Above: Torres Strait Island SistaGirls ready for Sydney Mardi Gras, from left: Andrea Tipungwuti, Ainsley Kerinaiua, Nicole Miller, Shem Alimankinni, and Buffy Warlapinni
Every tribe needs its own queen. This September, the northern Australian city of Darwin will witness the crowning of Miss First Nation in the world's first pageant for indigenous drag queens and sistagirls (a moniker for Aboriginal transgender women). Launched by drag queen Miss Ellaneous, the event will showcase the talent of local Aboriginal and Torres Strait Islander queens and trans women.
"Generally though there is a lack of opportunity and/or showcasing platforms for these queens and sistagirls," Ellaneous told Gay Star News. "I feel that nationally there is still a lack of understanding and education around Aboriginal and Torres Strait Islander people including their culture, heritage, and history. We are still a deeply racist country that has not made peace with the past atrocities. It's hard enough just being black, so imagine being black, queer, and a drag queen."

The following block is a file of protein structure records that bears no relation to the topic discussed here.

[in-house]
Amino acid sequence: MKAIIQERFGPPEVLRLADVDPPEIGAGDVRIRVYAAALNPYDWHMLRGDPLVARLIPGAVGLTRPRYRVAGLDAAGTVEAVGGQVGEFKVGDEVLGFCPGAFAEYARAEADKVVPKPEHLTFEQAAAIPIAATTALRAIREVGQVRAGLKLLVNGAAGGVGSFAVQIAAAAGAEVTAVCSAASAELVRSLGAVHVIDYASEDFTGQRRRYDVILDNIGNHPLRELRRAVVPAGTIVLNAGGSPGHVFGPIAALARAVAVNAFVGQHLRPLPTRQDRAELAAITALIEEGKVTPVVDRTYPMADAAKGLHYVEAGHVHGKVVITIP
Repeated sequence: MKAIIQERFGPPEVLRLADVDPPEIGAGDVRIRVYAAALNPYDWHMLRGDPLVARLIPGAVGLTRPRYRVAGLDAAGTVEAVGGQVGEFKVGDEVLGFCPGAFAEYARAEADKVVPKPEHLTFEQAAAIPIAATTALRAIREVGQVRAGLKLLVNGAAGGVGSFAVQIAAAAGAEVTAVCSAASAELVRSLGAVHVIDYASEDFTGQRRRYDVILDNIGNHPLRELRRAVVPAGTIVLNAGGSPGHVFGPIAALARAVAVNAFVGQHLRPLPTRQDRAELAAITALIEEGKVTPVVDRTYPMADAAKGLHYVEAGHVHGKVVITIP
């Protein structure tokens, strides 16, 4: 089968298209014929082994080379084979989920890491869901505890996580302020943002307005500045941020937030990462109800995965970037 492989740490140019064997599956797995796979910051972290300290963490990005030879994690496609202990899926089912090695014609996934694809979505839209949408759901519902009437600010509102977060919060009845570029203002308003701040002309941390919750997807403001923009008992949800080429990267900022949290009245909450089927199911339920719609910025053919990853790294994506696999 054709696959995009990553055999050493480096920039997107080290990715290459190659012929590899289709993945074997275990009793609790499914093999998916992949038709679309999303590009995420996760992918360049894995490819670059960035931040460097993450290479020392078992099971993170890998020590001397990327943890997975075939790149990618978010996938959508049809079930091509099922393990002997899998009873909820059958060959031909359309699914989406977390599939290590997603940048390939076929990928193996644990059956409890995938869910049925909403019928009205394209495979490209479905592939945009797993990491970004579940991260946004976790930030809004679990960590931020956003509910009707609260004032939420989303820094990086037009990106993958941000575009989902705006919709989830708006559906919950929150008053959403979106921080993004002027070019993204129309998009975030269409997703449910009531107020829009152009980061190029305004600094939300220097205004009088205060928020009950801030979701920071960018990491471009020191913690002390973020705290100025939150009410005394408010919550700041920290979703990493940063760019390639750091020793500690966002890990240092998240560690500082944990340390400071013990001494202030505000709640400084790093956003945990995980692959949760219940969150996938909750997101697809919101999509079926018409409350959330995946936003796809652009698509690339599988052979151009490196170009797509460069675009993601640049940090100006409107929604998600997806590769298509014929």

According to the Australian Broadcasting Company, the indigenous community hasn't always been accepting either. "It took decades of fighting for recognition and several suicides before the Northern Territory's Tiwi Islands community finally accepted a group of Aboriginal transgender women," ABC reports.
Earlier this year, a group of 30 sistagirls traveled nearly 2,500 miles to participate in Sydney's Mardi Gras "to showcase our culture and our people," Crystal Johnson told ABC. "[And] how Tiwi people evolved in this generation. How we became stronger in our community."
Miss Ellaneous's event, Queens--the Ultimate Drag Crown, will be a five-day affair coinciding with Darwin, Australia's Pride festival in September. The city has a large population of indigenous people and played host to the Asia Pacific Outgames in 2014. "Darwin is a wild town," Ellaneous says, "And it's true, behind the scenes the queens always find a way of running the town."